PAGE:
Will Privatizing CompSource Lower Costs?
The proper role of government in health care has been the source of many recent arguments on health care reform. A similar argument has been going on at the state level in Oklahoma. According to a recent Tulsa World article1, “Workers comp proposal mulled “ , Oklahoma State Rep. Dan Sullivan wants to privatize CompSource Oklahoma because: “It’s a fundamental issue of what is the proper function of government . Is it to compete with private enterprise? We think not.” According to Sullivan, the incentive behind the privatization is to lower workers’ compensation insurance rates as rates should fall because of increased competition.
That rationalization seems weak. It would seem that providing workman’s comp to state workers is a proper function of the state government. CompSource Oklahoma has been doing so for 76 years – apparently successfully. Many private businesses use CompSource. Why would they do so if private insurance companies can provide better service and lower rates?
According to an expert in comp insurance 2: “ CompSourse is an insurance carrier of last resort when all other insurance companies turn down a company for coverage. If they privatize, the competing insurance companies cannot just dump the employers over to Compsource. I think there will be an overall price increase. Instead of having CompSource as a safety net, more companies will be put into the risk pool. The risk pool forces carriers to insure the higher risk employers. This sounds good, except the downside is the rates are 40% -70% higher than the regular insurance market. “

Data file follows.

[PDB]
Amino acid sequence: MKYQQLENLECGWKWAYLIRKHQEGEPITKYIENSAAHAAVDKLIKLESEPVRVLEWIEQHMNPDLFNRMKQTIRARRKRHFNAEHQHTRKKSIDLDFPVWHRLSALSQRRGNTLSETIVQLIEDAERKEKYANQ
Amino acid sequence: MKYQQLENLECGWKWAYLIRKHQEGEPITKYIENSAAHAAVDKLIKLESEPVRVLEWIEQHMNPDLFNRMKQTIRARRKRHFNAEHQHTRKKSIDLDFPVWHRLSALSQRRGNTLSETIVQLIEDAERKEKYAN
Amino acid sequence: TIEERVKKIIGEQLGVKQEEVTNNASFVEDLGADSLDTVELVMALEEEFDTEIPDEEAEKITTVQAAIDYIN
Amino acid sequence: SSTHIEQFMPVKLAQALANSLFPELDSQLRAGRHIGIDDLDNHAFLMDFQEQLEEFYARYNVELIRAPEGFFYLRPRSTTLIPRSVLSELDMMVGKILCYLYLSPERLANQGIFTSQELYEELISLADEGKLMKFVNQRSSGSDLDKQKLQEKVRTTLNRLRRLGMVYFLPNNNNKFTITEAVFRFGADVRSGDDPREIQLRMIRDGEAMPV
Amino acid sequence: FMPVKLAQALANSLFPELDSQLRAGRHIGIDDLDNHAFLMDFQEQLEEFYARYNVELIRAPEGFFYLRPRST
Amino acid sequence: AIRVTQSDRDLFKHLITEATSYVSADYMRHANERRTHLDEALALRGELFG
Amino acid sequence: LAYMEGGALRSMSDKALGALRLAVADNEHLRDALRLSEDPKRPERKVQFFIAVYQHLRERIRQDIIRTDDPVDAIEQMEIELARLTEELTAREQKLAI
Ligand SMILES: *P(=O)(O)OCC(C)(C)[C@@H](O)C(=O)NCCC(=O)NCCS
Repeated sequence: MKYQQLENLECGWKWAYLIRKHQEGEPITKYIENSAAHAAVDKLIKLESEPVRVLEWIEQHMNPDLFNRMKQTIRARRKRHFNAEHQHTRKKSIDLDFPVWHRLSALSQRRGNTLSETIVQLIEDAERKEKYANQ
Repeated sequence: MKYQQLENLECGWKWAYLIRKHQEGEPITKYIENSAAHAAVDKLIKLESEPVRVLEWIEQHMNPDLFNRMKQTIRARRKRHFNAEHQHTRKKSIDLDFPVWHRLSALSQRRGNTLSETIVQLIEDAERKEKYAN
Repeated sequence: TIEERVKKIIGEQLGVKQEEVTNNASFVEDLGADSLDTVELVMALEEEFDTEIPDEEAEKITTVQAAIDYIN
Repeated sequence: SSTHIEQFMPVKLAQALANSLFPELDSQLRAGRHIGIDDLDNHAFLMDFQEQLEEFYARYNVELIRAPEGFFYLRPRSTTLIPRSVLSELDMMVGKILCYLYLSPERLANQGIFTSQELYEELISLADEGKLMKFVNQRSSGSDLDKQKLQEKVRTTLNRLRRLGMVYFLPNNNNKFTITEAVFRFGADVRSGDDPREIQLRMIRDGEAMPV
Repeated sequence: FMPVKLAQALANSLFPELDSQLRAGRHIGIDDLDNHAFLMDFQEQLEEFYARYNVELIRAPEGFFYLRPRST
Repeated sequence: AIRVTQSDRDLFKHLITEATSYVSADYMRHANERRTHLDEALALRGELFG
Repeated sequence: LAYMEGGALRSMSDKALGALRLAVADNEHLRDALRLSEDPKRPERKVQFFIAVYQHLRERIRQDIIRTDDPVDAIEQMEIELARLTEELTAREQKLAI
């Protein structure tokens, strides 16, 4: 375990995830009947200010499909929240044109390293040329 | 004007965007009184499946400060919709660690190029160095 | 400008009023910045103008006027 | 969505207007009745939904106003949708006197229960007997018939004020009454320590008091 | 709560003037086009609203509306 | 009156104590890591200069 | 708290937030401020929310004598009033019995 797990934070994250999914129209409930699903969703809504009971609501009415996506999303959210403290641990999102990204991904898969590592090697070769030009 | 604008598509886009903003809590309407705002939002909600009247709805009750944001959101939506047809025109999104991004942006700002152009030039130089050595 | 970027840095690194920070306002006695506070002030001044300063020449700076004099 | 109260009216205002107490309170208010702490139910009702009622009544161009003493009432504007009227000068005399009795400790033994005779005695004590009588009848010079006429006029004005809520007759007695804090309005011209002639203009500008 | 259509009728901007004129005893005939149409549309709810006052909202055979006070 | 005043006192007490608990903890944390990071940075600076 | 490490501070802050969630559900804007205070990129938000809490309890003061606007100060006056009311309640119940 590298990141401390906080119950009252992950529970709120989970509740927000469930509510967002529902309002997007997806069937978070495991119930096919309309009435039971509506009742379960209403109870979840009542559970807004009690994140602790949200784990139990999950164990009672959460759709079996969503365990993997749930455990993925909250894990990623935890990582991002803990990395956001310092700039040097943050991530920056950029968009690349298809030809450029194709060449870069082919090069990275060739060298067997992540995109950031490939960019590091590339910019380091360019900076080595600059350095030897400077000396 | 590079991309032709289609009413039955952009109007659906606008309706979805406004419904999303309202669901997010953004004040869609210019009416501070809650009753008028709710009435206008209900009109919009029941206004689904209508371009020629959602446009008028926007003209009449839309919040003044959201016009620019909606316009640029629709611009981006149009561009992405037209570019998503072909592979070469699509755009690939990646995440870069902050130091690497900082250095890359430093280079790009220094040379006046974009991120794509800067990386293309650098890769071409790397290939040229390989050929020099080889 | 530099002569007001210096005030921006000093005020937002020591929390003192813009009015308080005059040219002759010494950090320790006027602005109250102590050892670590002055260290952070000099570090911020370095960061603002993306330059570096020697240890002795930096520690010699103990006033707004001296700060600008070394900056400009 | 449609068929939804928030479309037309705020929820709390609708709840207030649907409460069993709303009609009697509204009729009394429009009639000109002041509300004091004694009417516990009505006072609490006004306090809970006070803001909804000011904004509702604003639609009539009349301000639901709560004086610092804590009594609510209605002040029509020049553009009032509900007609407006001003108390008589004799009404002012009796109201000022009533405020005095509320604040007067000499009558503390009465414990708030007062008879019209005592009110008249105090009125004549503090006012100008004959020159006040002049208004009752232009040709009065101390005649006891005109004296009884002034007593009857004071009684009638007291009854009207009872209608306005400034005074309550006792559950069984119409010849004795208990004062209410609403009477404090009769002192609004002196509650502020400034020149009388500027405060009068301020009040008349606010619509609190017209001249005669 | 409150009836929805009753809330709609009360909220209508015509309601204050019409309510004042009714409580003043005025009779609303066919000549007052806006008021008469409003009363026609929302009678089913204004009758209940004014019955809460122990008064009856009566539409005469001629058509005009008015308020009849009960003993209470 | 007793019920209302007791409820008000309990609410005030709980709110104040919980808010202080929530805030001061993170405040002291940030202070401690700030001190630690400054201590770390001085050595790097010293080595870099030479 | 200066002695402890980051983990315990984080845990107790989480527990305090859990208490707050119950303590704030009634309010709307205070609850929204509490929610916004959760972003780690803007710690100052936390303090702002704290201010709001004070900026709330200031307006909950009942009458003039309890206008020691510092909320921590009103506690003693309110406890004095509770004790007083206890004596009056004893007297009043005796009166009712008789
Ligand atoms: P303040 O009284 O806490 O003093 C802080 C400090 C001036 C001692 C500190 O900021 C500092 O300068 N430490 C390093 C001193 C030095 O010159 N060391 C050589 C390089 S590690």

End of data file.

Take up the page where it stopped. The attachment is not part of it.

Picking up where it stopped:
There you have it. If CompSource is privatized, it will cost the companies it now insures and the State of Oklahoma more to provide workman’s comp. That sounds like a bad idea.
Privatization for ideological reasons often fails as a practical way to lower costs. Privatizing Social Security increased the cost to the government by 14% and created the infamous “donut hole“ that costs seniors an additional $25 billion annually. After the recent economic downturn, we should all be grateful that the plans to privatize Social Security failed.
Finally, Sullivan doesn’t know who would get the proceeds from the sale of CompSource. He says he plans to file a bill that its assets belong to the state in the hope that it will result in a lawsuit which will let the courts decide the matter. That seems like a stange plan from Sullivan, who promoted Tort Reform to end frivolous lawsuits.
(1)Tulsa World , August 7, 2009
(2) James Moore at J&L Risk Management